Searching over 5,500,000 cases.


searching
Buy This Entire Record For $7.95

Download the entire decision to receive the complete text, official citation,
docket number, dissents and concurrences, and footnotes for this case.

Learn more about what you receive with purchase of this case.

Brewer v. Leprino Foods Company, Inc.

United States District Court, E.D. California

July 15, 2019

Brandy Brewer, Plaintiff,
v.
Leprino Foods Company, Inc., Defendant.

          ORDER

         Before the Court is Defendant Leprino Foods Company, Inc.'s (“Leprino”) Application for Attorneys' Fees Pursuant to the Court's Order on Motion for Sanctions. (Doc. 114.) Plaintiff Brandy Brewer (“Brewer”) filed her Opposition on May 17, 2019. (Doc. 125.) Accordingly, the motion is now ripe for review.

         After review and consideration, the Court will grant in part Leprino's motion.

         I. BACKGROUND

         This case arose in 2016 when Brewer, a former employee of Leprino, filed a complaint alleging violations of the Family and Medical Leave Act and California's Fair Employment and Housing Act. (Doc. 1 at 10-22.) During discovery, Leprino discovered that Brewer failed to produce documents that were responsive to its discovery requests. Consequently, Leprino filed an ex parte application, requesting that the Court reopen discovery to allow Leprino to redepose Brewer in regard to late disclosed documents and seeking discovery sanctions pursuant to Federal Rule of Civil Procedure 37. (Doc. 25 at 3.)

         On September 6, 2017, the Court held a telephonic hearing regarding Leprino's ex parte application. (Doc. 28.) At the hearing, the Court granted in part Leprino's request to reopen discovery for the limited purpose of redeposing Brewer for an additional five hours. (Id.) The Court, however, deferred ruling on the issue of sanctions. (Id.)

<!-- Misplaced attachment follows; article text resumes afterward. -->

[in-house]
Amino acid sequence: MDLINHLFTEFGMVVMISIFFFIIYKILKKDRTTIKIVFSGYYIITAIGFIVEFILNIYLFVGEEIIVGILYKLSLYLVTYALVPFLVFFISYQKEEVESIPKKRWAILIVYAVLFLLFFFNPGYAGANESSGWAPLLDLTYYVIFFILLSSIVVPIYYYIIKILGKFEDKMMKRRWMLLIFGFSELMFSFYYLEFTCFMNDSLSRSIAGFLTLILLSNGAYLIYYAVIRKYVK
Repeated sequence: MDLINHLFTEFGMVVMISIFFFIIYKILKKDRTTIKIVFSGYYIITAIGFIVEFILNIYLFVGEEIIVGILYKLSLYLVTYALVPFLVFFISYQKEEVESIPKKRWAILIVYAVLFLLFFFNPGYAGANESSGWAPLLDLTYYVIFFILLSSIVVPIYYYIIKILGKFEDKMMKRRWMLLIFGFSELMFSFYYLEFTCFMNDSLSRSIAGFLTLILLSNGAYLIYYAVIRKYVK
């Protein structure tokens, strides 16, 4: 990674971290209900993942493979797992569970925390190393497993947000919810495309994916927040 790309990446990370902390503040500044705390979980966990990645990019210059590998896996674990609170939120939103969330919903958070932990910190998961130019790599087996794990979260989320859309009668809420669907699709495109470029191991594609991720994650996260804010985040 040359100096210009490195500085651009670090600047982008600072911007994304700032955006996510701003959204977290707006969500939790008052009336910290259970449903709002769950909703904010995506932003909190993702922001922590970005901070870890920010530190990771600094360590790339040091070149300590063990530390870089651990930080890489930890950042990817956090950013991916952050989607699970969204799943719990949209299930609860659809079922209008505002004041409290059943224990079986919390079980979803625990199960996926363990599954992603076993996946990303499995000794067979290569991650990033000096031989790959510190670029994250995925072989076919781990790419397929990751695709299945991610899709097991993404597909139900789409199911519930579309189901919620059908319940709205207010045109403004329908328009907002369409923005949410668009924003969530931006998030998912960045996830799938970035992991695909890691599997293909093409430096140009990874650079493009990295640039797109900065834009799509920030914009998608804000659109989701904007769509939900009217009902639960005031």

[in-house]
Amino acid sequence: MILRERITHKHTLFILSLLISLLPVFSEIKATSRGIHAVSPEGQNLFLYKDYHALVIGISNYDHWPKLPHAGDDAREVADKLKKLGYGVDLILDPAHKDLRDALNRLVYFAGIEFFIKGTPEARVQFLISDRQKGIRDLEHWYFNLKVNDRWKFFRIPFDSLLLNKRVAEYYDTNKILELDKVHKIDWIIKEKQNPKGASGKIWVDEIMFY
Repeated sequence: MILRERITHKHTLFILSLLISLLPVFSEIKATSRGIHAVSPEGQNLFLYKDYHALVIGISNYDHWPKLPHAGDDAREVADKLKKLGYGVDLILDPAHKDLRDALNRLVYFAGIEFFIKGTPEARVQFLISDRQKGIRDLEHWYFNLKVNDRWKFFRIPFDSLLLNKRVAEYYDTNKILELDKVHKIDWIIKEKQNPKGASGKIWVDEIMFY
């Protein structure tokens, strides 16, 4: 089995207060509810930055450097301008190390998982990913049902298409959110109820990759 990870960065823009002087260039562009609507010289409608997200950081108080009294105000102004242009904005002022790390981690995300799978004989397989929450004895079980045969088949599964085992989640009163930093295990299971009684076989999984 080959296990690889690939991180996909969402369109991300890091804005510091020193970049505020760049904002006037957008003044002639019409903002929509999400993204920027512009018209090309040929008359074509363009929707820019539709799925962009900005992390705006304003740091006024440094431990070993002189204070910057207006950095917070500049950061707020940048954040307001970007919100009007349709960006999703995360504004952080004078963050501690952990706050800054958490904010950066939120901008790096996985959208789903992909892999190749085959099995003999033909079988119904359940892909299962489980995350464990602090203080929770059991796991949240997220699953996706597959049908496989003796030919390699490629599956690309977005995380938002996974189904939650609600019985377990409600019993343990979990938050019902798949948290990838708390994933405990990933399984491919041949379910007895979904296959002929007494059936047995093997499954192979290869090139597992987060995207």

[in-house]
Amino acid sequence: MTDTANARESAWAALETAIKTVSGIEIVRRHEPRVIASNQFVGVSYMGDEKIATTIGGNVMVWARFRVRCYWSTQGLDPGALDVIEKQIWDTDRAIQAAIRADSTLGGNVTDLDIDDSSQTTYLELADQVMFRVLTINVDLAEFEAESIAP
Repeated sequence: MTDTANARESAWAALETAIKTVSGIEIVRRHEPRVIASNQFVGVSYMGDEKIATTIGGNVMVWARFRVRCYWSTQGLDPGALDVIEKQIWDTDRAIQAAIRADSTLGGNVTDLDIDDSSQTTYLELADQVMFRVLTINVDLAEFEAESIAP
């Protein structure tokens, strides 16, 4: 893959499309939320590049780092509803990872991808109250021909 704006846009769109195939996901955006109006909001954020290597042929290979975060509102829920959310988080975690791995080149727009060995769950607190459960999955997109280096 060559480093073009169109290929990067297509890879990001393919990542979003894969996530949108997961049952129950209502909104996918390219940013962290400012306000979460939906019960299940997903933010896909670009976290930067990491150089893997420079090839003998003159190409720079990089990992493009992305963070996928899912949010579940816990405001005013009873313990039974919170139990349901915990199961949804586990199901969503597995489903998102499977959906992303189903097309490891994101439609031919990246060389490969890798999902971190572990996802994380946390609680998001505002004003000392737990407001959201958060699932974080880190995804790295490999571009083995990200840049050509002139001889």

After the dispositive motions deadline, the Court held a telephonic status conference. (Doc. 38.) Pursuant to discussion at the hearing, the Court allowed the parties to brief the issue of sanctions. (Id. at 2; Doc. 37.)

         On September 28, 2018, Leprino filed a motion for sanctions requesting, inter alia, that the Court order Brewer to pay its fees and costs associated with its ex parte application and Brewer's redeposition. (Doc. 41 at 3.) In a January 29, 2019 Order (“Sanctions Order”), the Court granted in part and denied in part Leprino's motion, ordering Brewer to pay Leprino's fees and costs incurred in making its ex parte application and in redeposing Brewer in an amount to be determined at the conclusion of trial. (Doc. 74 at 20.) The Court also reserved the right to provide an adverse inference jury instruction at trial. (Id.) Trial was held in this matter on April 1, 2019 through April 10, 2019. (Docs. 96-101, 104-06.) As the evidence unfolded at trial, the circumstances that could have led to a request for an adverse inference jury instruction never materialized. Accordingly, in an April 15, 2019 Order, the Court denied as moot “any motions related to the issue of an adverse inference jury instruction.” (Doc. 113 at 1.)